Jeff Daniels has already won an Emmy and is currently on his third nomination for the role of Will McAvoy in The Newsroom–that’s pretty good going considering the show only existed for three seasons. Daniels is cited this year for the show’s finale episode, What Kind of Day Has It Been, in which MvAvoy deals with the death of his longtime mentor, becomes a father-to-be and sings and plays guitar. Daniels was surprised to get a nom this year, he says, because, “Newsroom had been off the air for six months, and I know the Emmys are kind of a delayed awards process. I thought there is so much great work on television, that it’s just upped its game. I just thought Newsroom would have been something that was in the past.” Daniels, who also has two previous SAG noms for the role, found the Emmy nod “a thrill,” saying, “it doesn’t get old. It really doesn’t.” With several movies in the works–The Martian, Steve Jobs and Allegiant–Daniels talked to AwardsLine about the joys of working with Aaron Sorkin and his prolific songwriting career.
Aaron Sorkin’s known for his highly verbal shows, but the finale for you was slightly less so–did that feel like that was about Will’s personal transformation?
It really was, and Aaron really wrote me up in season three, but in particularly the finale. We went back to speaking of transformation of Will. We shot scenes that could have taken place before the first season, with Alison Pill asking him about the tie, (saying) ‘you know anything fashion, or is that the way you always dress?’ That was to go back to when he had harder edges, and a lot more pain because of his lack of a relationship with MacKenzie (Emily Mortimer). Now three seasons later, we’re married and she announces at the church that we’re pregnant. Then also I got to be funny and I got to be serious. I got to play the whole drama of Charlie’s wake and the eulogy and now you’re in the garage and you’ve got a guitar and you’re singing. So that particular episode was a thrill to do because I got to go from A to Z.
You’re also a singer-songwriter, but how was the decision made to have you play and sing at the end?
Way back in the first season, in the first scene that we shot in Will’s apartment, there were two guitars that Will owned, which just meant that Aaron and others had done their research, and knew that I could play, and so why don’t we throw some guitars in there in the event that we write a scene some day where he plays a guitar. I told Aaron, ‘if you want that, I can do that but it’s up to you.’ Four or five episodes went by and then we did the episode where Will gets stoned on brownies and he has to go through the bin Laden slaying and not only that but he’s stoned out of his mind. John Gallagher, Jr. and I got to sing in that, then (Sorkin) used it again in the garage (in the finale).
Are you working on a new album right now?
I’m kind of like a self-published novelist. The Internet is a beautiful thing for guys like me because we can record it, we can master it, we can put it up there. If iTunes picks it up, which they have, great. If they don’t, there it is, and I enjoy it. When I’m not acting, I like to get away from acting. The music and the song writing and the working hard on the acoustic guitar is a great creative release and a direction away from that thing but still hanging onto the creativity.
You have the film Steve Jobs coming out–another Sorkin project–what do you love about working with Sorkin?
Working with Sorkin, in my case whether it’s Newsroom or Jobs, I really like knowing that the writer is in the scene with us. I’ve always been a fan of…when Paddy Chayefsky wrote Network, he’s in the scenes. You can hear his voice. When William Holden and Faye Dunaway are going at each other, you can hear Paddy Chayefsky, and I like that. Same thing with Preston Sturges back in the ’40s. You knew you were watching a Preston Sturges movie, not just because he directed it because only Preston Sturges would write this. It would only sound like Sturges. Woody Allen, another one, and Noah Baumbach–a singular voice. It’s not written by a committee. And so when you’re working with a singular voice, especially with an Aaron, you’re taken care of as an actor. As a friend of mine said before Newsroom, ‘with Aaron, wait till you see what we get to say.’ And it’s true. Aaron writes things that actors love to act. And yeah it’s a lot of words, but Broadway’s full of words and that’s where he comes from.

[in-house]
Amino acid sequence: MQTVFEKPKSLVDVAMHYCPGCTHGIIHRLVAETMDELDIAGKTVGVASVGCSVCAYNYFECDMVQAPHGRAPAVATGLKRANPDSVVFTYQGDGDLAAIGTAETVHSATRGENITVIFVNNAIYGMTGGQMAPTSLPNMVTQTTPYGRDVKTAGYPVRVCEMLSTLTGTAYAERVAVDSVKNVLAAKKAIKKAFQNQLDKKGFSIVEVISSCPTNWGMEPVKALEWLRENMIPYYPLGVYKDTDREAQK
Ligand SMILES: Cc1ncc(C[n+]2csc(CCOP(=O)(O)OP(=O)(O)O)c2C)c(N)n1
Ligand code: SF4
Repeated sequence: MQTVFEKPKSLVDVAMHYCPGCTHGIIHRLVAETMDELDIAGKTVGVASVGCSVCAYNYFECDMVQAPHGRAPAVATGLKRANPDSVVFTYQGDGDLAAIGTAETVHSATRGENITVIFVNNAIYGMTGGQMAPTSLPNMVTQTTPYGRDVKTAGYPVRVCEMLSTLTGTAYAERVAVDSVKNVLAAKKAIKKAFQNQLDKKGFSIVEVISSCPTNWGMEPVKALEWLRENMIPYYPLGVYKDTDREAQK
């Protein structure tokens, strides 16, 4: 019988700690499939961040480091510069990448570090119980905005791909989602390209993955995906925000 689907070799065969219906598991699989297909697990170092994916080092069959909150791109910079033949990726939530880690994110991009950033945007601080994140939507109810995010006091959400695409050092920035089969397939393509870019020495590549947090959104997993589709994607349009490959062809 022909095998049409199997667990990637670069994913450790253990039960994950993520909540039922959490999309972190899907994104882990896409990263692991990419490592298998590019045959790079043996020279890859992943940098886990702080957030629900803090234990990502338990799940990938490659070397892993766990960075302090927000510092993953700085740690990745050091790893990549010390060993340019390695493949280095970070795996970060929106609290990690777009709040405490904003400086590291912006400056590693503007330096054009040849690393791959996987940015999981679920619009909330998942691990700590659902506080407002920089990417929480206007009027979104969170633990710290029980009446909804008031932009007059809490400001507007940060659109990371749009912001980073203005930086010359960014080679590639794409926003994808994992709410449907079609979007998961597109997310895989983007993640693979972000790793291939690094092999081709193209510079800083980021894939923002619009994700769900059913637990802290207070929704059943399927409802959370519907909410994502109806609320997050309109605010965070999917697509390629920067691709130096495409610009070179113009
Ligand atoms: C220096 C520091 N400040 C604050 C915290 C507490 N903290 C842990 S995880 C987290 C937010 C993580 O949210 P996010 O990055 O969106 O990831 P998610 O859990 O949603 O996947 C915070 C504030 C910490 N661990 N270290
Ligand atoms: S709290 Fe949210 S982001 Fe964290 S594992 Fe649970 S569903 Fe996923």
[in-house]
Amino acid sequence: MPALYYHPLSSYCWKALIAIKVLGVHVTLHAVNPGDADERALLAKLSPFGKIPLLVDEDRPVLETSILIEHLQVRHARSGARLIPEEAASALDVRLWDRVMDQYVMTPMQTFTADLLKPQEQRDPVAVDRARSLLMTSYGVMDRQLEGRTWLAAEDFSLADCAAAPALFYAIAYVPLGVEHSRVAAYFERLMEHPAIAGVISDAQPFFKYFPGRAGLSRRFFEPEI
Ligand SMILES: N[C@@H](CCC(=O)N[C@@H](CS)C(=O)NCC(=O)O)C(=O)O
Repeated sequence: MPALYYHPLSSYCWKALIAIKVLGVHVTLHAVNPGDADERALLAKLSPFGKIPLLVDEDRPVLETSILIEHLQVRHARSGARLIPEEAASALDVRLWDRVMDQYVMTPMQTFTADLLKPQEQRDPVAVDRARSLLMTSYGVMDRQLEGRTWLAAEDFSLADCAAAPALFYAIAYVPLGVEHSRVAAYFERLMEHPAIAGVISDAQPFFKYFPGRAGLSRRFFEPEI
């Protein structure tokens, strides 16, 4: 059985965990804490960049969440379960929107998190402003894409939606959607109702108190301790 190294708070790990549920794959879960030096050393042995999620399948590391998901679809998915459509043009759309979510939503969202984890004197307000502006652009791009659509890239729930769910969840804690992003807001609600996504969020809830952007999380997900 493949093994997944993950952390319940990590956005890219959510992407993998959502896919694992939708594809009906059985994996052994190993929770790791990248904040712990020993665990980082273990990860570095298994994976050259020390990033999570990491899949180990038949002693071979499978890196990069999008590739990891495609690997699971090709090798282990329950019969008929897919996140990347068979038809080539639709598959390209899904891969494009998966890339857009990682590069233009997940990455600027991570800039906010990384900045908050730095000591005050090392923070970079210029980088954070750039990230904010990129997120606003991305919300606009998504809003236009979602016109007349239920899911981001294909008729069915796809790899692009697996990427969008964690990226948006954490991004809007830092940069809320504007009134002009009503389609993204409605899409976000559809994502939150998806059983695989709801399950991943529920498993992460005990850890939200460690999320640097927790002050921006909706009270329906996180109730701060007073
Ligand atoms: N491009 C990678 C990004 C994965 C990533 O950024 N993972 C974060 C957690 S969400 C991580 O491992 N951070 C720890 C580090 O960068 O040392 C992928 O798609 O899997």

What’s a favorite Will McAvoy moment for you?
It’s got to be the speech to the Northwestern college kids, the first episode, because that’ll outlive me, that’ll outlive Aaron. Whatever YouTube is 50 years from now, you’ll be able to find that. When you get that speech on the page and you’ve been around as long as I have, you know it when you see it. You don’t get many like that, and when you get that and it’s got Aaron Sorkin behind it, it’s a career highlight.
You have the film The Martian coming out– what drew you to that?
It was a chance to work with, in particular, Ridley Scott. I just look at that guy as…I didn’t get to work with John Ford but it’s like I imagine that to be. Howard Hawks, Billy Wilder, great veteran Hollywood directors. John Huston. Ridley so is on top of it. It’s a big production, Martian. I mean, just the set for Mission Control in Houston was…I just wanted to take pictures of it. It’s just phenomenal. But Ridley’s not intimidated by that at all. He’s going, ‘yeah, it’s good, that’s going to work.’ He’s got cranes, he’s got how many cameras, I mean, the guy completely knows what he’s doing and that’s a joy. I’m one of the heads of NASA and basically, I’m the guy who has to make the decision as to whether we try to save Matt Damon or strand him. I’m certainly the antagonist probably. He’s the guy that’s got to say, ‘do I risk killing however many, eight astronauts, trying to save one, or do I let one die and save the other eight?’